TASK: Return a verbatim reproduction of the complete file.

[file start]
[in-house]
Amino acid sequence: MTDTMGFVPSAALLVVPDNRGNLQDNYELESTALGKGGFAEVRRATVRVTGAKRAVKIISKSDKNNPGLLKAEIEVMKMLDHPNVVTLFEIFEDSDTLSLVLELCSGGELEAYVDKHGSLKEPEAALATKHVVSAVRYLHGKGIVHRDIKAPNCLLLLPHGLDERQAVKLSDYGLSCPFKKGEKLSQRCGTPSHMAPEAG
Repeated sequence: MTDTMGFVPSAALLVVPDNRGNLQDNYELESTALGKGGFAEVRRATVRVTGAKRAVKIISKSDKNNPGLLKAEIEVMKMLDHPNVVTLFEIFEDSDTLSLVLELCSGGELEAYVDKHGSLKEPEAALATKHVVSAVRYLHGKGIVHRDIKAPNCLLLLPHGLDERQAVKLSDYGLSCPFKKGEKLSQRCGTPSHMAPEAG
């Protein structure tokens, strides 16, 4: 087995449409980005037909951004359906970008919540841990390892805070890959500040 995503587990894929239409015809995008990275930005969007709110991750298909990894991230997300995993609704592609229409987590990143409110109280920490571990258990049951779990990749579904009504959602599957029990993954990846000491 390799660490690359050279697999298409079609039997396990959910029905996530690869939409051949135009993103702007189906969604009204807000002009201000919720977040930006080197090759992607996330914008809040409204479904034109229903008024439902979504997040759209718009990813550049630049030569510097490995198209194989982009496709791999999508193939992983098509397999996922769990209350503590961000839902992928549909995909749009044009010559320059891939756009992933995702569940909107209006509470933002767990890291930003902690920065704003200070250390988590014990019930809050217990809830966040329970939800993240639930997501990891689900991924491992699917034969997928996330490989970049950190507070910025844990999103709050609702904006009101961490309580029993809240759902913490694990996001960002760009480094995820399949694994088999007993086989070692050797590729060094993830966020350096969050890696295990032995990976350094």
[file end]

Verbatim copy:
[in-house]
Amino acid sequence: MTDTMGFVPSAALLVVPDNRGNLQDNYELESTALGKGGFAEVRRATVRVTGAKRAVKIISKSDKNNPGLLKAEIEVMKMLDHPNVVTLFEIFEDSDTLSLVLELCSGGELEAYVDKHGSLKEPEAALATKHVVSAVRYLHGKGIVHRDIKAPNCLLLLPHGLDERQAVKLSDYGLSCPFKKGEKLSQRCGTPSHMAPEAG
Repeated sequence: MTDTMGFVPSAALLVVPDNRGNLQDNYELESTALGKGGFAEVRRATVRVTGAKRAVKIISKSDKNNPGLLKAEIEVMKMLDHPNVVTLFEIFEDSDTLSLVLELCSGGELEAYVDKHGSLKEPEAALATKHVVSAVRYLHGKGIVHRDIKAPNCLLLLPHGLDERQAVKLSDYGLSCPFKKGEKLSQRCGTPSHMAPEAG
């Protein structure tokens, strides 16, 4: 087995449409980005037909951004359906970008919540841990390892805070890959500040 995503587990894929239409015809995008990275930005969007709110991750298909990894991230997300995993609704592609229409987590990143409110109280920490571990258990049951779990990749579904009504959602599957029990993954990846000491 390799660490690359050279697999298409079609039997396990959910029905996530690869939409051949135009993103702007189906969604009204807000002009201000919720977040930006080197090759992607996330914008809040409204479904034109229903008024439902979504997040759209718009990813550049630049030569510097490995198209194989982009496709791999999508193939992983098509397999996922769990209350503590961000839902992928549909995909749009044009010559320059891939756009992933995702569940909107209006509470933002767990890291930003902690920065704003200070250390988590014990019930809050217990809830966040329970939800993240639930997501990891689900991924491992699917034969997928996330490989970049950190507070910025844990999103709050609702904006009101961490309580029993809240759902913490694990996001960002760009480094995820399949694994088999007993086989070692050797590729060094993830966020350096969050890696295990032995990976350094």